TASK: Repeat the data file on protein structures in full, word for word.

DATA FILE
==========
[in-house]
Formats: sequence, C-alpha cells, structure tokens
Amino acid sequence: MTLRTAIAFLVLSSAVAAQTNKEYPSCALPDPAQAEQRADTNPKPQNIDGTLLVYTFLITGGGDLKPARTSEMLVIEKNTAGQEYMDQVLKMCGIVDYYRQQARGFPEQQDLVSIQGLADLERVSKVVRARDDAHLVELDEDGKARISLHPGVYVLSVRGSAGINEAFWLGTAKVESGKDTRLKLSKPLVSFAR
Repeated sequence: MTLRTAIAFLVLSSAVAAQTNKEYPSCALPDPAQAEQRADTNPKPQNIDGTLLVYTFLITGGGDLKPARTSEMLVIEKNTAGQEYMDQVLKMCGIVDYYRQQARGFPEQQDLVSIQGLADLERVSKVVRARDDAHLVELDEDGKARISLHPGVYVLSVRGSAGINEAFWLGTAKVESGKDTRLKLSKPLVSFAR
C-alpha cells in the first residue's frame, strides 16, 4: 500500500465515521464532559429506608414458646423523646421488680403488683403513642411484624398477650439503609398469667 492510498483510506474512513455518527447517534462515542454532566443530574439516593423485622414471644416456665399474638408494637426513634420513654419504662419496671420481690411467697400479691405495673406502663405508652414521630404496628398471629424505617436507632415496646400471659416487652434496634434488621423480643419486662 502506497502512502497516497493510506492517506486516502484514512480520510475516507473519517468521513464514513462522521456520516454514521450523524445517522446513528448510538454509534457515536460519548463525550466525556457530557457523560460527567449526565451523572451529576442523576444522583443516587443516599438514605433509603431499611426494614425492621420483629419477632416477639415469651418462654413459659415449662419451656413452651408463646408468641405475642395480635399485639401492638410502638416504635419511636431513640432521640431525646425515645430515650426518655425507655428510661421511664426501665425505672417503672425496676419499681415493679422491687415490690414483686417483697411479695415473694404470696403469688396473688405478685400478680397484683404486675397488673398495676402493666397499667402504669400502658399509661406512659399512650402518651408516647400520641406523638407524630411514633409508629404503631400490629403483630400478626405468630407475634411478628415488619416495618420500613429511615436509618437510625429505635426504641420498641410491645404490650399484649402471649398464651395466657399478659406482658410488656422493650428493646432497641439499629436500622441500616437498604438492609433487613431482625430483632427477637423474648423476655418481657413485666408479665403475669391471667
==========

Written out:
[in-house]
Formats: sequence, C-alpha cells, structure tokens
Amino acid sequence: MTLRTAIAFLVLSSAVAAQTNKEYPSCALPDPAQAEQRADTNPKPQNIDGTLLVYTFLITGGGDLKPARTSEMLVIEKNTAGQEYMDQVLKMCGIVDYYRQQARGFPEQQDLVSIQGLADLERVSKVVRARDDAHLVELDEDGKARISLHPGVYVLSVRGSAGINEAFWLGTAKVESGKDTRLKLSKPLVSFAR
Repeated sequence: MTLRTAIAFLVLSSAVAAQTNKEYPSCALPDPAQAEQRADTNPKPQNIDGTLLVYTFLITGGGDLKPARTSEMLVIEKNTAGQEYMDQVLKMCGIVDYYRQQARGFPEQQDLVSIQGLADLERVSKVVRARDDAHLVELDEDGKARISLHPGVYVLSVRGSAGINEAFWLGTAKVESGKDTRLKLSKPLVSFAR
C-alpha cells in the first residue's frame, strides 16, 4: 500500500465515521464532559429506608414458646423523646421488680403488683403513642411484624398477650439503609398469667 492510498483510506474512513455518527447517534462515542454532566443530574439516593423485622414471644416456665399474638408494637426513634420513654419504662419496671420481690411467697400479691405495673406502663405508652414521630404496628398471629424505617436507632415496646400471659416487652434496634434488621423480643419486662 502506497502512502497516497493510506492517506486516502484514512480520510475516507473519517468521513464514513462522521456520516454514521450523524445517522446513528448510538454509534457515536460519548463525550466525556457530557457523560460527567449526565451523572451529576442523576444522583443516587443516599438514605433509603431499611426494614425492621420483629419477632416477639415469651418462654413459659415449662419451656413452651408463646408468641405475642395480635399485639401492638410502638416504635419511636431513640432521640431525646425515645430515650426518655425507655428510661421511664426501665425505672417503672425496676419499681415493679422491687415490690414483686417483697411479695415473694404470696403469688396473688405478685400478680397484683404486675397488673398495676402493666397499667402504669400502658399509661406512659399512650402518651408516647400520641406523638407524630411514633409508629404503631400490629403483630400478626405468630407475634411478628415488619416495618420500613429511615436509618437510625429505635426504641420498641410491645404490650399484649402471649398464651395466657399478659406482658410488656422493650428493646432497641439499629436500622441500616437498604438492609433487613431482625430483632427477637423474648423476655418481657413485666408479665403475669391471667